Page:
‘The Handmaid’s Tale’ by Margaret Atwood [Book Review]

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When I was in high school, I met Margaret Atwood.

Well, that’s not entirely true since I never got close enough to shake her hand but I was in the same room as her and got to hear her talk about one of her books. Oh, and there were some other people there too.


Atwood is one of those people who can capture a room. She has one of the fastest wits I’ve ever been near and has a slow, methodical way of answering questions even when she has an answer at hand–because it’s not just about giving an answer, it’s about willing people to understand.

While the protagonist would never try to command a room like Atwood does by nature, there is a patience to her story-telling that reminds me of the author I almost met.

Offred let’s her narrative breathe, walking the reader through not only the world she finds herself in but also the thoughts that circle through her mind as she tries to cope with her life. She is an “Every Man Hero”–if you can excuse the term–in that the reader can become frustrated with her while also asking themselves “would I have done it any different?”

Goodreads Blurb:

Offred is a Handmaid in the Republic of Gilead. She may leave the home of the Commander and his wife once a day to walk to food markets whose signs are now pictures instead of words because women are no longer allowed to read. She must lie on her back once a month and pray that the Commander makes her pregnant, because in an age of declining births, Offred and the other Handmaids are valued only if their ovaries are viable. Offred can remember the years before, when she lived and made love with her husband, Luke; when she played with and protected her daughter; when she had a job, money of her own, and access to knowledge. But all of that is gone now . . .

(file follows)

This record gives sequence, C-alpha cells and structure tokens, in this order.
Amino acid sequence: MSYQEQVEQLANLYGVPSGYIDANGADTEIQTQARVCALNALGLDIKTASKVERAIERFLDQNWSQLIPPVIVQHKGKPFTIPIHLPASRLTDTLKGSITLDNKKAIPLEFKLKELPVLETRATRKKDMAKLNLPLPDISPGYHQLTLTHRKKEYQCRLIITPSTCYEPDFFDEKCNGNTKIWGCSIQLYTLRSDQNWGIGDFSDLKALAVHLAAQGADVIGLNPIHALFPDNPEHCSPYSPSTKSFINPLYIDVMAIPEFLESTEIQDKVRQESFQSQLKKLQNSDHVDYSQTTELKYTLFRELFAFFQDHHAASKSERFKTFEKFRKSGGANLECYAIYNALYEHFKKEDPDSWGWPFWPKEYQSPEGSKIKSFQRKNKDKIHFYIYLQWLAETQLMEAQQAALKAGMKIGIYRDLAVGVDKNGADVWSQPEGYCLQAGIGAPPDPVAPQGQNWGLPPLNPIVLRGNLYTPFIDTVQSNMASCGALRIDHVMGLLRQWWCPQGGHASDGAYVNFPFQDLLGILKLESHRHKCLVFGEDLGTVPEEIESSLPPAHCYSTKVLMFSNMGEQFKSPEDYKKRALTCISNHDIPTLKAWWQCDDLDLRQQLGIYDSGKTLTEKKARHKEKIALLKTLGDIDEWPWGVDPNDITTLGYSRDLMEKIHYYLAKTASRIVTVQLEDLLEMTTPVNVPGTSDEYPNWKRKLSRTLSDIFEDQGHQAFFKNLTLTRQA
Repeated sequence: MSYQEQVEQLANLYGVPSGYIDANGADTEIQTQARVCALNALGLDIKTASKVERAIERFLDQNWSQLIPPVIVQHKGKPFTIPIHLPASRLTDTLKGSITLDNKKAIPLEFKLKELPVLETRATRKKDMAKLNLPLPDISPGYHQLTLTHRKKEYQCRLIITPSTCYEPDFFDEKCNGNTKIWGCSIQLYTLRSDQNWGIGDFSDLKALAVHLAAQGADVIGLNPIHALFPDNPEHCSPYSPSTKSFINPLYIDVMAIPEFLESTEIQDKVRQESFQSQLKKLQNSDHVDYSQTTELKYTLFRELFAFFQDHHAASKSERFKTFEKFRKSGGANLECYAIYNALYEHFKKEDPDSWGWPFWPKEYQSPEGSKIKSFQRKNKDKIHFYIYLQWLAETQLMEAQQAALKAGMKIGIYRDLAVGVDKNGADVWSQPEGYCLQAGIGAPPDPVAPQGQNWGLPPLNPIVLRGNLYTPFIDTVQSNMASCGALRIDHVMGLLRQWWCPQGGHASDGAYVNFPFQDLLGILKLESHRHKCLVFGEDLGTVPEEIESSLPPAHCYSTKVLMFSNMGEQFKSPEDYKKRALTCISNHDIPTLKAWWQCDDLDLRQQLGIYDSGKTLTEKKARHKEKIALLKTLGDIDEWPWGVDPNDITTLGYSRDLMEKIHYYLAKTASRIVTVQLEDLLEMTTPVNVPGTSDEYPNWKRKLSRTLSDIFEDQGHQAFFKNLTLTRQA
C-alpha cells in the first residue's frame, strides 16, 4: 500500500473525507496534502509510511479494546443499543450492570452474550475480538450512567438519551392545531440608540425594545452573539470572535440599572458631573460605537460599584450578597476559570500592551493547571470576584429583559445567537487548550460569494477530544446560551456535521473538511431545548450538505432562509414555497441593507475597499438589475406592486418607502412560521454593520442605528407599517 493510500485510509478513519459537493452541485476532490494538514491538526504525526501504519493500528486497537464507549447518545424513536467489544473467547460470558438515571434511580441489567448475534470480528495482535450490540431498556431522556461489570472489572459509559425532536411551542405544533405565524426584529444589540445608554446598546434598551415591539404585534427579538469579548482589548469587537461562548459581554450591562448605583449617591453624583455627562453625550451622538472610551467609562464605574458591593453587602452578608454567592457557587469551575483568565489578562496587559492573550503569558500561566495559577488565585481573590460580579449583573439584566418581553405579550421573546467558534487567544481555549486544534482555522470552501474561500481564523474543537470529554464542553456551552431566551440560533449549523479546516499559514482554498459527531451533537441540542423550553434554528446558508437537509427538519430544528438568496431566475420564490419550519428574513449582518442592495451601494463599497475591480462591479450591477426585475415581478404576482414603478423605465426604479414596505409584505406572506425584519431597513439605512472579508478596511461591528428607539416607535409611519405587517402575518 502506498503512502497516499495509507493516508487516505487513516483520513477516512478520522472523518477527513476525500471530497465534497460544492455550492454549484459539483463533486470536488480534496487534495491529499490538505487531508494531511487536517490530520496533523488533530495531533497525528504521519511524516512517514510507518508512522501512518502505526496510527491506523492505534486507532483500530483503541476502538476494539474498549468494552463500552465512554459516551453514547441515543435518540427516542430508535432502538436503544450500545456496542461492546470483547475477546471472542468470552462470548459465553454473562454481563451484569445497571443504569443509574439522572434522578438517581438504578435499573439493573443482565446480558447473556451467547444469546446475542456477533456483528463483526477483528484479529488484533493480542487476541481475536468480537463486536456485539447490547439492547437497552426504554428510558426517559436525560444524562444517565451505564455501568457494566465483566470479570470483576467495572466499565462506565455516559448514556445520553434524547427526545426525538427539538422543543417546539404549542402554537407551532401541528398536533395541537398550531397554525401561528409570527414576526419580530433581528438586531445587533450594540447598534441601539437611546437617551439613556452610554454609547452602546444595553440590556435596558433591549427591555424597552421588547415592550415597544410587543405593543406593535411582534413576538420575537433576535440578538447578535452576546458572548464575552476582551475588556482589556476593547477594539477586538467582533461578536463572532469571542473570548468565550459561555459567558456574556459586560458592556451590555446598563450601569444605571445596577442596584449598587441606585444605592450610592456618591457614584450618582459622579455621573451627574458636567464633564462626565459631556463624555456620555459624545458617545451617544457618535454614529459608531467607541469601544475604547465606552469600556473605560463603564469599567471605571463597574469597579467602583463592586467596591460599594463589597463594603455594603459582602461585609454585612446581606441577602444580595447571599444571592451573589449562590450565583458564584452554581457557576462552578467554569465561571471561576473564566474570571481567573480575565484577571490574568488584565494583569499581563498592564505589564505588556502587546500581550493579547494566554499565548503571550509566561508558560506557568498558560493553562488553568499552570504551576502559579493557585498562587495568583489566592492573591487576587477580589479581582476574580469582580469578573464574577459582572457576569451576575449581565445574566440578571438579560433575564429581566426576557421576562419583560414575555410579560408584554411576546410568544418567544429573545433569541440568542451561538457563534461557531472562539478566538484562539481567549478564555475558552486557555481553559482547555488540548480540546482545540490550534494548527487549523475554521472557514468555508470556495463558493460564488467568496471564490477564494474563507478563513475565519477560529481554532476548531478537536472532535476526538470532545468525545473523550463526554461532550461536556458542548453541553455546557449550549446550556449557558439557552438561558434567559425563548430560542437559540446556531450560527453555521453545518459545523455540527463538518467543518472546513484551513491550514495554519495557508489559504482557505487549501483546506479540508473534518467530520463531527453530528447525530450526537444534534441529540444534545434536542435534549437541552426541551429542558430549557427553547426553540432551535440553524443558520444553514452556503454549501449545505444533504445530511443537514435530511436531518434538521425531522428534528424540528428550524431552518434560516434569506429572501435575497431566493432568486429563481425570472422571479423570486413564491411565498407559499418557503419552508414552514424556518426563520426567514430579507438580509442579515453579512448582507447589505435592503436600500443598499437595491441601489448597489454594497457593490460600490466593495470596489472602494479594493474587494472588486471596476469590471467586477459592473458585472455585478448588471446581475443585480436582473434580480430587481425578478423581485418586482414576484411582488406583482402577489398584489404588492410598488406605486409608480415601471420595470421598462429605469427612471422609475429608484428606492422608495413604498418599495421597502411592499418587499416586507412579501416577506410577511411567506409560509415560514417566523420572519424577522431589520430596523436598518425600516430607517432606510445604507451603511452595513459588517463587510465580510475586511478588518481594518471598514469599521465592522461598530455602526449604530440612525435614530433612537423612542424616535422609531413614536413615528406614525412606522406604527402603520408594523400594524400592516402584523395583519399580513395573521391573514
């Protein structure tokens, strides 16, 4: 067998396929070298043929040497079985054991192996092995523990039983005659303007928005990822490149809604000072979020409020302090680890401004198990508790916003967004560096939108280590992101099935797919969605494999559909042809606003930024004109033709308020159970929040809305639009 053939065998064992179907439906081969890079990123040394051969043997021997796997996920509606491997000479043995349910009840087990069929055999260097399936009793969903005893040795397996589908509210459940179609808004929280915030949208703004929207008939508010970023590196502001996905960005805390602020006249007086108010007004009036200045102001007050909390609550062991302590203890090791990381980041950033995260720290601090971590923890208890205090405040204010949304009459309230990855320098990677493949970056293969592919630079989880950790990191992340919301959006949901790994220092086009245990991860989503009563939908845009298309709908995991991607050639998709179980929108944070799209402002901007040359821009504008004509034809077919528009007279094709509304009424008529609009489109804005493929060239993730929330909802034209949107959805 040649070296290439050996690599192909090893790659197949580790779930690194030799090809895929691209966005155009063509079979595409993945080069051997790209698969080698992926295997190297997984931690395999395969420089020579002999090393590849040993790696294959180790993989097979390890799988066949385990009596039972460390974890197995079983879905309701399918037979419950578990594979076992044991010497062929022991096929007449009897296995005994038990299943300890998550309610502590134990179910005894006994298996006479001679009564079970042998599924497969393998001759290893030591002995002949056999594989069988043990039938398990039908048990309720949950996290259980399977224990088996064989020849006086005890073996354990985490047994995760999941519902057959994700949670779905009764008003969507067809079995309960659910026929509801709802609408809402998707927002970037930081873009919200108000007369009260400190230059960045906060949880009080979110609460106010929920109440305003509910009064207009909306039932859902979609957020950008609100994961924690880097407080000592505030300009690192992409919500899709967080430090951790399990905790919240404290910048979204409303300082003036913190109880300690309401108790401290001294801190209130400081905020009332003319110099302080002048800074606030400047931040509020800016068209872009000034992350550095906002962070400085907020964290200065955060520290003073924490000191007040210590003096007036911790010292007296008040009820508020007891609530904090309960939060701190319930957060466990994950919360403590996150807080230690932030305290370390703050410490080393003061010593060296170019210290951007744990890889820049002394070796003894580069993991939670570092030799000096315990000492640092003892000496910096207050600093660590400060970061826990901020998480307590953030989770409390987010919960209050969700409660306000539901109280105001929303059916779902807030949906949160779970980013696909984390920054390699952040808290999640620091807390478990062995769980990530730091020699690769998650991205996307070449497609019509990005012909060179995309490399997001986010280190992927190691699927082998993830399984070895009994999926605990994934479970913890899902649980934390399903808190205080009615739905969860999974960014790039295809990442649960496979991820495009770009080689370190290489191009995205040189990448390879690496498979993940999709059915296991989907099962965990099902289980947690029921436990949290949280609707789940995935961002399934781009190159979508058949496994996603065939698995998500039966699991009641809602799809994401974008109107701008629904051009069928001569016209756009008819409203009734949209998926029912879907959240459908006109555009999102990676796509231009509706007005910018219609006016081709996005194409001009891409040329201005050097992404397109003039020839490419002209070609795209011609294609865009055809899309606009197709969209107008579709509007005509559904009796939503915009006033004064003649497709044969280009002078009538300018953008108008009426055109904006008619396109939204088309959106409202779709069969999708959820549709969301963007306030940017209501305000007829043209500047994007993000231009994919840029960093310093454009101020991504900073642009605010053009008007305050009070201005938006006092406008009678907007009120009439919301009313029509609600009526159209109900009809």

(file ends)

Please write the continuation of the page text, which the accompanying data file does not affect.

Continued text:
The fact that Offred is telling her story at all points to her still having some sense of self
separate from the identity she has been given. While little rebellions help Offred be independent, she is continuously dehumanized as a way of Gilead and others above her station to control power, through the use of religion as a way of altering fundamental morality and taking away language so it cannot be used to cement one’s self identity externally.